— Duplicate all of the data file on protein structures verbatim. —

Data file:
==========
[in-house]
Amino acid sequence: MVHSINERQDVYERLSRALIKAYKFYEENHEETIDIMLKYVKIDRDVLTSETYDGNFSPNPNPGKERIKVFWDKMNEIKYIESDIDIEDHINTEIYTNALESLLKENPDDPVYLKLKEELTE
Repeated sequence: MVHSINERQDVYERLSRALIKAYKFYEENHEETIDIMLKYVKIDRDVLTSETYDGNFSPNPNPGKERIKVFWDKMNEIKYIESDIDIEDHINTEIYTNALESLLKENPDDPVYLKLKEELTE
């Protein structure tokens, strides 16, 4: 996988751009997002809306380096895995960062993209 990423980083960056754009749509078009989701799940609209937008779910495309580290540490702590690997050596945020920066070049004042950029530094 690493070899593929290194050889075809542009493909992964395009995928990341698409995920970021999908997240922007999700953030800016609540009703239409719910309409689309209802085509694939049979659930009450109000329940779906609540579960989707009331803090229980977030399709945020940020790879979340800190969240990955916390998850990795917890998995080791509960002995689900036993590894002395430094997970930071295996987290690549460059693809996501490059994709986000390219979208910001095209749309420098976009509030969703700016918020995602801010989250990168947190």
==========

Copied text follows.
[in-house]
Amino acid sequence: MVHSINERQDVYERLSRALIKAYKFYEENHEETIDIMLKYVKIDRDVLTSETYDGNFSPNPNPGKERIKVFWDKMNEIKYIESDIDIEDHINTEIYTNALESLLKENPDDPVYLKLKEELTE
Repeated sequence: MVHSINERQDVYERLSRALIKAYKFYEENHEETIDIMLKYVKIDRDVLTSETYDGNFSPNPNPGKERIKVFWDKMNEIKYIESDIDIEDHINTEIYTNALESLLKENPDDPVYLKLKEELTE
């Protein structure tokens, strides 16, 4: 996988751009997002809306380096895995960062993209 990423980083960056754009749509078009989701799940609209937008779910495309580290540490702590690997050596945020920066070049004042950029530094 690493070899593929290194050889075809542009493909992964395009995928990341698409995920970021999908997240922007999700953030800016609540009703239409719910309409689309209802085509694939049979659930009450109000329940779906609540579960989707009331803090229980977030399709945020940020790879979340800190969240990955916390998850990795917890998995080791509960002995689900036993590894002395430094997970930071295996987290690549460059693809996501490059994709986000390219979208910001095209749309420098976009509030969703700016918020995602801010989250990168947190």